MANAGING CLIMBING ACCESS TO AVOID DISTURBANCE TO NESTING PEREGRINE FALCONS IN YOSEMITE NATIONAL PARK.
Crystal L. Barnes; Yosemite National Park; 9039 Village Drive, Yosemite, CA, 95389; (740) 279-9785; turtalleo@hotmail.com; Sarah L. Stock, Crystal L. Barnes
Peregrine Falcon (Falco peregrinus) populations are increasing as the threat of DDT diminishes across their breeding range. They occur often in popular climbing areas, and land managers are faced with the dilemma of providing access for climbers while protecting an increasing number of active nests. In Yosemite National Park, over a ten-year period (2009-18), we confirmed an increase in the number of nest locations from five to thirty. Concurrently, we increased the initial number of climbing closures to protect the birds from disturbance from five to fifteen. To build and maintain climber access and trust, we implemented an adaptive approach by systematically closing certain routes adjacent to and within view of active nests, promptly lifting closures when nests were not active, shrinking closure areas based on tolerance levels of individual pairs, reducing the overall closure period, and communicating and messaging the closures directly with climbers. We used these strategies in relation to nesting activity and behavior of each nesting pair. Since initiating this adaptive approach and increasing communication with climbers, climbers have shown higher levels of compliance and tolerance with the closures and an increasing appreciation for the success of the peregrines.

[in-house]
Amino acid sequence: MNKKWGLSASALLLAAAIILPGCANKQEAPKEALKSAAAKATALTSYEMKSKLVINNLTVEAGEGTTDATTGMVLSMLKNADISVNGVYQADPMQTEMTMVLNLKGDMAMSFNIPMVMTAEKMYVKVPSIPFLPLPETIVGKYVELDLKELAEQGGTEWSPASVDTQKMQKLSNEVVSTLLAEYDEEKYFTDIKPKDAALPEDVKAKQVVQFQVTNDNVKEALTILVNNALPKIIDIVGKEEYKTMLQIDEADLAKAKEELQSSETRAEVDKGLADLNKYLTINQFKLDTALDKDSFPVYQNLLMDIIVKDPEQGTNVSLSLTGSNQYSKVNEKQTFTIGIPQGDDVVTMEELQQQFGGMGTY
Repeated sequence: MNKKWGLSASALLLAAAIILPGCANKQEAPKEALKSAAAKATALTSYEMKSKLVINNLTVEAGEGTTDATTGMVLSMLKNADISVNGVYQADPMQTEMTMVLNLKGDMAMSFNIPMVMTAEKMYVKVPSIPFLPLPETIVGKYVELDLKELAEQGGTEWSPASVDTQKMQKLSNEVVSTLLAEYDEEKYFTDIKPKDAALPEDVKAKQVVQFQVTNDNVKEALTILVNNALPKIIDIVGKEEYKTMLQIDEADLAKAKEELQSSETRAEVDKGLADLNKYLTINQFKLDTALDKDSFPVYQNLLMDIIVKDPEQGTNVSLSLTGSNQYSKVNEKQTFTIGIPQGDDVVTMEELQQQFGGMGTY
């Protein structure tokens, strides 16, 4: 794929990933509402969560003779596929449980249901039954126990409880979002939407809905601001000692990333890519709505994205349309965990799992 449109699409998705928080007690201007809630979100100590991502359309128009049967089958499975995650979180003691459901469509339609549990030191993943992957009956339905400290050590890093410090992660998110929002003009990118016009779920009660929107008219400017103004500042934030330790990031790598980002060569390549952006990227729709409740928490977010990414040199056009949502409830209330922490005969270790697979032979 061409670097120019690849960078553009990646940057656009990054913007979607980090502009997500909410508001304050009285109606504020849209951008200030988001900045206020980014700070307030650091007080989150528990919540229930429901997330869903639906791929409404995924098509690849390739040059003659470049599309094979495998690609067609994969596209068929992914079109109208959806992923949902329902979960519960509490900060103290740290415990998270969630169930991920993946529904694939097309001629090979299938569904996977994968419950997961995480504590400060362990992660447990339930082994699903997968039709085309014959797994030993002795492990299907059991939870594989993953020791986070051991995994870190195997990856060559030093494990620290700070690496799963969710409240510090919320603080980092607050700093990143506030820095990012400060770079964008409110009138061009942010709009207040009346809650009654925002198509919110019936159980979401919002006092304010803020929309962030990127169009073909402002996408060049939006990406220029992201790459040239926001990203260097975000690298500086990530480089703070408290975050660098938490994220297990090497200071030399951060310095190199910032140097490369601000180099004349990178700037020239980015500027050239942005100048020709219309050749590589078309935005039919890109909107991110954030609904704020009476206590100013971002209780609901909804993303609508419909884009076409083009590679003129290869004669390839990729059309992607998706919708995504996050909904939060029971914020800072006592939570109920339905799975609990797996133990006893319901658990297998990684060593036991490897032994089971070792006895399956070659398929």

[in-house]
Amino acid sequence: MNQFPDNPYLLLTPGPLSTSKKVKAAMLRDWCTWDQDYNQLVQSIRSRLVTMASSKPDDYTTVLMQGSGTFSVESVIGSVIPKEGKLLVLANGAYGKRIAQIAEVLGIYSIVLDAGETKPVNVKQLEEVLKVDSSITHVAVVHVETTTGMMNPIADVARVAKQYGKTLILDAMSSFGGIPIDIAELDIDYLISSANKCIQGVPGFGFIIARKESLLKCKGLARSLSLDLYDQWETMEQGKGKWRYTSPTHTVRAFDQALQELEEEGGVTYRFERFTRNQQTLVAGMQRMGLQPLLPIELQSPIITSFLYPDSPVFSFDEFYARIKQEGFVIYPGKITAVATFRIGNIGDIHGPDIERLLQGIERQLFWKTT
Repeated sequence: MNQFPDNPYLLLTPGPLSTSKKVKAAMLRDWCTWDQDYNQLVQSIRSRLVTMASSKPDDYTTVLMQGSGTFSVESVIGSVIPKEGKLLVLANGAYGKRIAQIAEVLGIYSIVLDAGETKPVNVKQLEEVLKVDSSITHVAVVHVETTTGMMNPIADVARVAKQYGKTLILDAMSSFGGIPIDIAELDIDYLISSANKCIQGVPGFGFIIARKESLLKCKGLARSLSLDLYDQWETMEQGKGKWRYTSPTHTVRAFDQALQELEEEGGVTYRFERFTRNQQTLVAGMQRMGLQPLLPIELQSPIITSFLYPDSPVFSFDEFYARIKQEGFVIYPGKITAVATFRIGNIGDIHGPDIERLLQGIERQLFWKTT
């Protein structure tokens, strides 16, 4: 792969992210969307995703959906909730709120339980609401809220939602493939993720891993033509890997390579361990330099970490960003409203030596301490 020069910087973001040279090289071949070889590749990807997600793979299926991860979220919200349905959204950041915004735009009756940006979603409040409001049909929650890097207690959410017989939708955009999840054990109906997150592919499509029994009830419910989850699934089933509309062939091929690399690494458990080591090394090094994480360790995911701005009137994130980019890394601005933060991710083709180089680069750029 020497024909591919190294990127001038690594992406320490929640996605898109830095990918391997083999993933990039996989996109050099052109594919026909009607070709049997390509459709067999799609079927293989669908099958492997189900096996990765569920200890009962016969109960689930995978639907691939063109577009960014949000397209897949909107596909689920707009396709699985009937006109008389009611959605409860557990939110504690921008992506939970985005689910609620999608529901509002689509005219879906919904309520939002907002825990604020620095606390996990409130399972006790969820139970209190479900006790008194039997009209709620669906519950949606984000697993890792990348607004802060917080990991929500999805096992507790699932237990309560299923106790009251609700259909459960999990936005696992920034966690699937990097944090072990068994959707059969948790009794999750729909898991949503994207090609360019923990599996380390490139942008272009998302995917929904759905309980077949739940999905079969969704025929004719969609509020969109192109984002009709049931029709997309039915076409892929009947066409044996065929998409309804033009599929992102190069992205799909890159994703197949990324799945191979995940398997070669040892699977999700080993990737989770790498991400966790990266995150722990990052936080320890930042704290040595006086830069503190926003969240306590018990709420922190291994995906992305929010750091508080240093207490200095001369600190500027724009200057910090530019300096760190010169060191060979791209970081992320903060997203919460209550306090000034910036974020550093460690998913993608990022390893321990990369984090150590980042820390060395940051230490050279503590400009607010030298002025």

Yosemite Restoration II